All in all, the April 2020 fiasco was a failure of the Saudi Oil Ministry that contributed to the global economic collapse. Still, Abdulaziz’s reactionary stances continue. In February 2021, he decided that Saudi Arabia would unilaterally cut 1 million barrels per day of production in an effort to stabilize markets without much support from the rest of OPEC+. Now, he is adjusting policy month to month, forcing Aramco to find ways to accommodate the company’s long-term supply contracts as well as plan production and transportation with little more than a few weeks of notice. Aramco’s investors should be concerned about what toll this reactionary behavior is having on Aramco’s books, its personnel, and the health of the crude oil reserves.
How Much Money Will Saudi Arabia Take from Aramco in Coming Years?
Until the second half of 2014, crude oil was selling for more than $100 per barrel. At the end of 2014, the price fell, and it has still not fully recovered. In 2020, demand dropped and the April fiasco sent oil prices spiraling downwards again. Oil businesses everywhere suffered, but for Saudi Arabia, low oil prices are a political problem, because more than 60% of the state’s budget is funded by Aramco.
Oil prices seem to be stabilizing above $60 and may rise even higher. The question for Aramco in 2021 must be: how much of any new revenues will be taken by the government? The government likely wants to make up for budget shortfalls and tightened budgets over the last few years. If the price of oil continues to rise, the government may desire a larger share of Aramco’s profits.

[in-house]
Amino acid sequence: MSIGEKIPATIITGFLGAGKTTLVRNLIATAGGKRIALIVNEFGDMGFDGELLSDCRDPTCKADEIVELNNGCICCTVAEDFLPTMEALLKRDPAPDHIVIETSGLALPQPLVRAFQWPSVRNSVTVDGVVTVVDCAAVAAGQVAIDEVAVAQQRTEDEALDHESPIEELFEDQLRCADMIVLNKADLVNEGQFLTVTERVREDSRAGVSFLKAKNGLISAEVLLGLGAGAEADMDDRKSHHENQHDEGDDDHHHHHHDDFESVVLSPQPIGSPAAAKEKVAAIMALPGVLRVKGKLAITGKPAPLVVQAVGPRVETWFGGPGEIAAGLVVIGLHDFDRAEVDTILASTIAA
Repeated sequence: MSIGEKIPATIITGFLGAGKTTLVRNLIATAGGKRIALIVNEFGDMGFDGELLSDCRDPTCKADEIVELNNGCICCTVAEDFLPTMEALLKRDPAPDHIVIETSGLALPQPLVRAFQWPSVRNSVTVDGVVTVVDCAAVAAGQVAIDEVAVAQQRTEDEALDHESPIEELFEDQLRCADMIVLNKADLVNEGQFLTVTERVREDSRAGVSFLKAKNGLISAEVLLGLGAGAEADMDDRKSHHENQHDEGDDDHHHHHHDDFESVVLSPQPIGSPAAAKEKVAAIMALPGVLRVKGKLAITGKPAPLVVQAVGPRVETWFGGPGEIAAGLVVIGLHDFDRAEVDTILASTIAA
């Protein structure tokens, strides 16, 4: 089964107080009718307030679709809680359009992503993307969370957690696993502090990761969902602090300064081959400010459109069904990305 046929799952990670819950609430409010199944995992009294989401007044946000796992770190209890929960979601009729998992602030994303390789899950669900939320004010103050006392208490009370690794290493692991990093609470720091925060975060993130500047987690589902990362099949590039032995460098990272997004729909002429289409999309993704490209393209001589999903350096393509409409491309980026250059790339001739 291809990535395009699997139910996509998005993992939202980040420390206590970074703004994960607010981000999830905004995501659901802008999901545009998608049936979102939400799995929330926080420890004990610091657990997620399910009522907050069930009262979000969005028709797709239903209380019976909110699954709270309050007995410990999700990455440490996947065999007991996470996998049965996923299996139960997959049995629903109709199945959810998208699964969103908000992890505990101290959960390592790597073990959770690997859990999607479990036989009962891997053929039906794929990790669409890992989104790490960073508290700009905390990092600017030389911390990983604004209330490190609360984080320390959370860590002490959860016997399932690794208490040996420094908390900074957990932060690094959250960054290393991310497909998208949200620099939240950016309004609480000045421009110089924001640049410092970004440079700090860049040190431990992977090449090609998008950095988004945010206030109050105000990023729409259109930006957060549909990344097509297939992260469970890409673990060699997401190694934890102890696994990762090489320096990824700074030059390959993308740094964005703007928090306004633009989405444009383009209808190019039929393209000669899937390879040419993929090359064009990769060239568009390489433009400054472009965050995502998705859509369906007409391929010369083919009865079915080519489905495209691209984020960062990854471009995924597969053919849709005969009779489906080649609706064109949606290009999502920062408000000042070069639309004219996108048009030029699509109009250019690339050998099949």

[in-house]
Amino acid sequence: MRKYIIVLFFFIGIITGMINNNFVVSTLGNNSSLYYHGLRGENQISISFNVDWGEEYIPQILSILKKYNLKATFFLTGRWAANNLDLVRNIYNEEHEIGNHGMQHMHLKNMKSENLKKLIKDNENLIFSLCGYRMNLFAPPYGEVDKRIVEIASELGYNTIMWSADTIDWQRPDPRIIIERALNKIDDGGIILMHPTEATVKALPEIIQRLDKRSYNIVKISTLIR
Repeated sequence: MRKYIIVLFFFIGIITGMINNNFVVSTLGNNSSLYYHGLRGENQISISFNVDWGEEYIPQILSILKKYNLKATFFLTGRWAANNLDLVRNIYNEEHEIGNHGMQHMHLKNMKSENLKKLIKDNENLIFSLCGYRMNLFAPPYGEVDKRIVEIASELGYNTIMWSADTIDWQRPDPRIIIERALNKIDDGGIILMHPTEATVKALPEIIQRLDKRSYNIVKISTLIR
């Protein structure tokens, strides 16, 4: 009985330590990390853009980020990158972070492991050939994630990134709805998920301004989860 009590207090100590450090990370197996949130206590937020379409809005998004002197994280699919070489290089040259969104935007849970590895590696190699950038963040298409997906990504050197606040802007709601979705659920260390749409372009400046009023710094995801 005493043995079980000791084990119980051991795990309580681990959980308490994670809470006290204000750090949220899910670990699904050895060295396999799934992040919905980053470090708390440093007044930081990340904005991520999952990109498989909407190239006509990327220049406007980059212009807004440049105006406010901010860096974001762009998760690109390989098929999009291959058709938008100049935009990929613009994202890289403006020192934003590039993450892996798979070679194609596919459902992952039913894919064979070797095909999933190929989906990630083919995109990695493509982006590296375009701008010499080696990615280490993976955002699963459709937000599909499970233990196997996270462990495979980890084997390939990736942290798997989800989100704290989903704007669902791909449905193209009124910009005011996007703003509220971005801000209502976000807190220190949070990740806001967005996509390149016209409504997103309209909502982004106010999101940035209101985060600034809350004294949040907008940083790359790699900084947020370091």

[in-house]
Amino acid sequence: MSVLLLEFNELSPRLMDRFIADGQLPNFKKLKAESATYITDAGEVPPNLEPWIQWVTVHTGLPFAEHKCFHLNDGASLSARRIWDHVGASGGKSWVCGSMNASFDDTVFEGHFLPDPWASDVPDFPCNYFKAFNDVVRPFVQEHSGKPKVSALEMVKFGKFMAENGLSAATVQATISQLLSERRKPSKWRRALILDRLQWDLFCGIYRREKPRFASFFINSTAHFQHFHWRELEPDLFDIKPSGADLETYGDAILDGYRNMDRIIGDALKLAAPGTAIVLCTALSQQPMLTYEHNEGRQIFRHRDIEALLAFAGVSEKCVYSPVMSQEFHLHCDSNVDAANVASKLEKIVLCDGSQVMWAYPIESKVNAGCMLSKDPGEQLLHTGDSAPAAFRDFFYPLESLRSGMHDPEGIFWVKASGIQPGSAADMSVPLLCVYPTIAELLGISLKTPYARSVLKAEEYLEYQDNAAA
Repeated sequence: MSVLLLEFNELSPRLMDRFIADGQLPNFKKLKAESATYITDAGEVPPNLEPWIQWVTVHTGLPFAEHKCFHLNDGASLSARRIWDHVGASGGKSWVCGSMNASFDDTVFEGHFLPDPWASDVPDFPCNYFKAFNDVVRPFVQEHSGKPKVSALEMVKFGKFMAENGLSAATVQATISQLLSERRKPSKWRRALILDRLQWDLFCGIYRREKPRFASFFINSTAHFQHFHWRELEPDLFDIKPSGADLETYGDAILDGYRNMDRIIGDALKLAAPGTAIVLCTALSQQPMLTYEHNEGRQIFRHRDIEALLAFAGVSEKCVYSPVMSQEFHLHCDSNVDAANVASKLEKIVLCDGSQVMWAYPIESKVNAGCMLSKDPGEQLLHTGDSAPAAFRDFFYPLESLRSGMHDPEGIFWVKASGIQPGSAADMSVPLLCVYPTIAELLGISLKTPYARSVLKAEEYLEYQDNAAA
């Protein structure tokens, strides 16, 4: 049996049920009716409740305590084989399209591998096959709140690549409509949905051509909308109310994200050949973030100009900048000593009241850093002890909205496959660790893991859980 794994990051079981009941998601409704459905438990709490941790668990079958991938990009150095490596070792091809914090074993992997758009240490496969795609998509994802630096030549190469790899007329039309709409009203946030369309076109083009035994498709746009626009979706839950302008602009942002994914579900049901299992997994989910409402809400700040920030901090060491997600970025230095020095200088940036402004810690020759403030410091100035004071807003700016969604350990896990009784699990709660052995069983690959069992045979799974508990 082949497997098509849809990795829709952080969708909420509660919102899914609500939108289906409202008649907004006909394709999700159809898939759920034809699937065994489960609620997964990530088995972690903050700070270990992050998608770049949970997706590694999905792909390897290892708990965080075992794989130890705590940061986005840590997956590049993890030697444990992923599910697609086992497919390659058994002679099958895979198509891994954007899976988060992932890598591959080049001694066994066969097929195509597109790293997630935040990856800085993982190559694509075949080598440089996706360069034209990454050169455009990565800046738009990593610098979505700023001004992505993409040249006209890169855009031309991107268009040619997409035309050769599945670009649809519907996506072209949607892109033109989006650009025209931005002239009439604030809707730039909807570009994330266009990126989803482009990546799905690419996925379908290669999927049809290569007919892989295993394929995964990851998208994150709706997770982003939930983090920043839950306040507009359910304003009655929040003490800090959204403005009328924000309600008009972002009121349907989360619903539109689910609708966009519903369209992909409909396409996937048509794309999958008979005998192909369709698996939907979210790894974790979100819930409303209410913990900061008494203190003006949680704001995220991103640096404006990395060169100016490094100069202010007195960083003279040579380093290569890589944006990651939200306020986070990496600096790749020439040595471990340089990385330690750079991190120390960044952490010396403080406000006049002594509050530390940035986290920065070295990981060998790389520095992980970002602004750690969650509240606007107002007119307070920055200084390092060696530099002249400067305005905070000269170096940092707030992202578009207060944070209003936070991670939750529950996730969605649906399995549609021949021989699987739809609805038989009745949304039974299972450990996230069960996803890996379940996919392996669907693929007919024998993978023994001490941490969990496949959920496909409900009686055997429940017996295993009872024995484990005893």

The company (under pressure from the king) guaranteed $75 billion in dividends annually to public shareholders when the company went public in December of 2019. The government gets its portion of that dividend only after the non-government shareholders are paid. Shortfalls mean the government loses out. The government also takes a royalty on barrels produced—which rises as the price of oil rises—as well as money in the form of fees, rents, income taxes and a special dividend. All of these payments except for the special dividend are set in formal paperwork and any changes to them would upset public shareholders.
A special dividend is one way the government will take more money from Aramco if it wants. Another way is to force Aramco to buy government owned assets, as it did last year when Aramco bought a stake in SABIC and paid the government $70 billion. It seems likely that the monarchy will insist on some form of additional payments if revenues at Aramco are high enough. Aramco will be on the hook for Saudi Arabia’s social, political and pet projects (like the Crown Prince’s favorite NEOM desert city project) at the expense of the company’s future.
If the price of oil stays high enough, Aramco probably won’t have a problem satisfying its public shareholders and filling the Saudi state’s coffers. But 2020’s financial challenges shouldn’t be dismissed as an outlier. Instead, it should be an example of the impact that unstable, reactionary oil policy can have on the company that provides for Saudi Arabia. Aramco is a wildly successful company blessed with the rights to unparalleled assets. Yet, Aramco is still controlled by an absolute monarch, and the king always gets his way.